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Susan Orlins Headshot

Matchmaking, Beijing-Style

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BEIJING SKYLINE
AP File

A crowd of gray-haired parents of single adults negotiates with one another along a stretch of Beijing's Zhongshan Park. These confabs occur on a strip of pavement lined on one side with rainbows of tulips and, on the other side, with the moat of the Forbidden City.

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A woman, whose son was born in 1982, asks whether I have a daughter. Yes, I tell her, one that is the same age as her son. But then she decides she cannot consider a match, because her son isn't good enough for my family.

My Chinese friend tells me it's because I am Caucasian.

Another woman sidles up and asks, "Are you looking to meet a man?" She figures I must be looking, since I am not holding a resume of my offspring.

A man asks how tall my daughter is. He waves a wrinkled hand to indicate he doesn't want to talk anymore, because the difference between my daughter's height and his son's height is too great.

Though I didn't exactly say I was looking for matches for my daughters, I didn't exactly say I wasn't.

Ever since first hearing about the matchmaking scene in Beijing's Zhongshan Park, I've been dying to check it out. Parents come here on Thursday and Sunday afternoons to pre-screen potential mates for their grown children.

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With the intensity of a 'tiger mom,' mothers and fathers line up to find suitable matches for their children. At their feet, hand-written resumes -- some quite worn -- include year of birth, height and education. One, for example, touts a daughter with a master's degree in architecture from Yale.

Yes, Internet dating exists here, but most of these parents would find such encounters sketchy. Yet, one woman asked me how Americans meet mates and when I mentioned Internet dating, she wanted the name of such a website. So I wrote Match.com on the back of her son's resume.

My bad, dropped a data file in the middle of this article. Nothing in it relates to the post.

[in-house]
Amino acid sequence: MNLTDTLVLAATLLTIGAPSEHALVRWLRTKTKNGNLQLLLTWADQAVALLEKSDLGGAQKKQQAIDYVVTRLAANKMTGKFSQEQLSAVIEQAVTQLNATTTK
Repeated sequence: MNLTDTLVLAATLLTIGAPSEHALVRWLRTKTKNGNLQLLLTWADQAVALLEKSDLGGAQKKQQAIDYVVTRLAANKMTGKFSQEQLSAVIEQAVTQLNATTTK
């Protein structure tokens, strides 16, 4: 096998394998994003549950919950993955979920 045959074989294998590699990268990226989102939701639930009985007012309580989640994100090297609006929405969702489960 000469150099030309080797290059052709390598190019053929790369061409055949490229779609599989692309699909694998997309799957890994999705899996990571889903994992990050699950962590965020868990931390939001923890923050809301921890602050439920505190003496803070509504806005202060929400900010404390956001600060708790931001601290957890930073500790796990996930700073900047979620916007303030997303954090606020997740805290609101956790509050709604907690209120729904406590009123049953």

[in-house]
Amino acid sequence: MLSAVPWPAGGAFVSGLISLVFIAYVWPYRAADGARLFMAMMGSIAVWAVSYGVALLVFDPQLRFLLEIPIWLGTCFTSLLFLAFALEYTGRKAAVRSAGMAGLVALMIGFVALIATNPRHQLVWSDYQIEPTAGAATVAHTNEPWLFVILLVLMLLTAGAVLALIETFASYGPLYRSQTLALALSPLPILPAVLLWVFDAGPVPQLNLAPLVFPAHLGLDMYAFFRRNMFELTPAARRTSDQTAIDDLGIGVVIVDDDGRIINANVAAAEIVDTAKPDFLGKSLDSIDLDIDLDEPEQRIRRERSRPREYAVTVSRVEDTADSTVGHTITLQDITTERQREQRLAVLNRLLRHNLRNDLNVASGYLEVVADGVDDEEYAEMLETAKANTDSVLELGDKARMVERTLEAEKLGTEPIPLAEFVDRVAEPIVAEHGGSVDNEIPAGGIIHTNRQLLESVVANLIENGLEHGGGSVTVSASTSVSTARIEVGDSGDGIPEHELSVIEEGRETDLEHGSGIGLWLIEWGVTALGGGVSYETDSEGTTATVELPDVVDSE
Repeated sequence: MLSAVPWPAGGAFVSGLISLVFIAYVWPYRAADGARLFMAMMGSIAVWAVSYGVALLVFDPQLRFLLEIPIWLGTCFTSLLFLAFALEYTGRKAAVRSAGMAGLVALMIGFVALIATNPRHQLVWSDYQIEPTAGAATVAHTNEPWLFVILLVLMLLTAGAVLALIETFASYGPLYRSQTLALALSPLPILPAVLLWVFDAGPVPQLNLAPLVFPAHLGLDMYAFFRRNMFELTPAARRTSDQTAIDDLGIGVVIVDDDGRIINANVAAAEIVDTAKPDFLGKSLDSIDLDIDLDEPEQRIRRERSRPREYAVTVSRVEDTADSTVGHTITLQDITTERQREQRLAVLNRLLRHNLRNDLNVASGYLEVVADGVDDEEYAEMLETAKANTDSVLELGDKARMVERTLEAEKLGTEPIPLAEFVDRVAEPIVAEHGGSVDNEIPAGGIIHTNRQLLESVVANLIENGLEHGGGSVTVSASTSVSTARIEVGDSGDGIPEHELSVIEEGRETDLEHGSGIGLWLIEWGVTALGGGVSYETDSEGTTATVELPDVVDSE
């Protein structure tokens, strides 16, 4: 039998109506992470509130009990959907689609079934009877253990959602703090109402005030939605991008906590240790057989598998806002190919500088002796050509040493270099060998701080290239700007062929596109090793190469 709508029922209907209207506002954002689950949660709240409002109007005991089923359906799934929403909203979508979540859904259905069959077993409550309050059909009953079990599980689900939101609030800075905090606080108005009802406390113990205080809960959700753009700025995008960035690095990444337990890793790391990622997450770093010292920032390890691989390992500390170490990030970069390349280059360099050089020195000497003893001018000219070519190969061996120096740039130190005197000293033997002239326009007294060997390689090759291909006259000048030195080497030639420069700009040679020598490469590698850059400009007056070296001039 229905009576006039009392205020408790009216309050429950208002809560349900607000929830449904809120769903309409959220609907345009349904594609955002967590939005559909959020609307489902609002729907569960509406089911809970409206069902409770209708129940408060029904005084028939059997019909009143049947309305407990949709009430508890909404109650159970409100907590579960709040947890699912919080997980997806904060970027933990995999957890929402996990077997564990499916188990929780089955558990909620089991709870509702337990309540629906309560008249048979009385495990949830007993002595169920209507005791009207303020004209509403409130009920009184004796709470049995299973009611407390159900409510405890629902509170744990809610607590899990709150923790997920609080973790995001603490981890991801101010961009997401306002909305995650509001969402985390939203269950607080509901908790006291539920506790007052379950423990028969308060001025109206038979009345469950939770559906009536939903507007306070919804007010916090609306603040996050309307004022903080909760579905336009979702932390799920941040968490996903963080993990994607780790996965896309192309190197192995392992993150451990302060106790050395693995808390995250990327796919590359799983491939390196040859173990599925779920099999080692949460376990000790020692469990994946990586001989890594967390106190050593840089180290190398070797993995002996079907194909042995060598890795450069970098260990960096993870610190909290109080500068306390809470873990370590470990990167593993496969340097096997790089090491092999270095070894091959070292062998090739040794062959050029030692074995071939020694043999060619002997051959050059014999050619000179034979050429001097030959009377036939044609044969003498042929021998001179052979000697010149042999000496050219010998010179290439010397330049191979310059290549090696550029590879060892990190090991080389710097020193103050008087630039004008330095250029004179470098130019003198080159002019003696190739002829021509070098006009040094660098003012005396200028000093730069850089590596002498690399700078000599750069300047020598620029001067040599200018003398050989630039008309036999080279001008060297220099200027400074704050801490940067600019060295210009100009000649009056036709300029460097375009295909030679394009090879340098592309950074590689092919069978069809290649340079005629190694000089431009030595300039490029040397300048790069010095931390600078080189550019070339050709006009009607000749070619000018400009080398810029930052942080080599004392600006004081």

A lady asks what passport I hold. She has a nephew whose english isn't too good, but she thinks language would not be a problem if he were to marry my daughter.

A large, framed photograph of a confidant-looking man, whose father says his son is 40 years old, attracts my eye. The father, aggressively working the crowd, produces a worn red plastic photo album. Flipping through the pages, I wonder whether one snapshot of his son is taken in a borrowed sports car.

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The father tells me his son is supportive of this search for a mate. "He drives me here every week," says the dad. Yet they are picky, given that the son speaks English and earns an excellent salary, around $5,000 a month, working for Oracle.

This father, so proud of his son's achievements, pulls out a small hand-written resume and adds his home phone for me to contact him if one of my daughters should become interested.

To work the crowd more actively, some parents wear their offsprings' resumes.

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Most of those here are parents of sons. The one-child policy plus the ease of finding out the gender of an in utero child, along with the ease of securing abortion, has led to a preponderance of marriage-aged men in this society, which placed a premium on sons at the time those featured in the resumes here were born.

On its way to setting, the sun shoots sparks from ripples created by couples in pedal boats as they float by under weeping branches of willow trees. Parents pack up their resumes and low folding stools then head home to report the day's yield to their children.

What unusual methods of matchmaking do you know about?

For more of my stories on China, dating, divorce and more, see my articles on:
Home Goes Strong
Confessions of a Worrywart
And, of course, on Huffington Post

Around the Web

Zhongshan Park (Beijing) - Wikipedia, the free encyclopedia

Zhongshan Park (park, Beijing, China) -- Britannica Online ...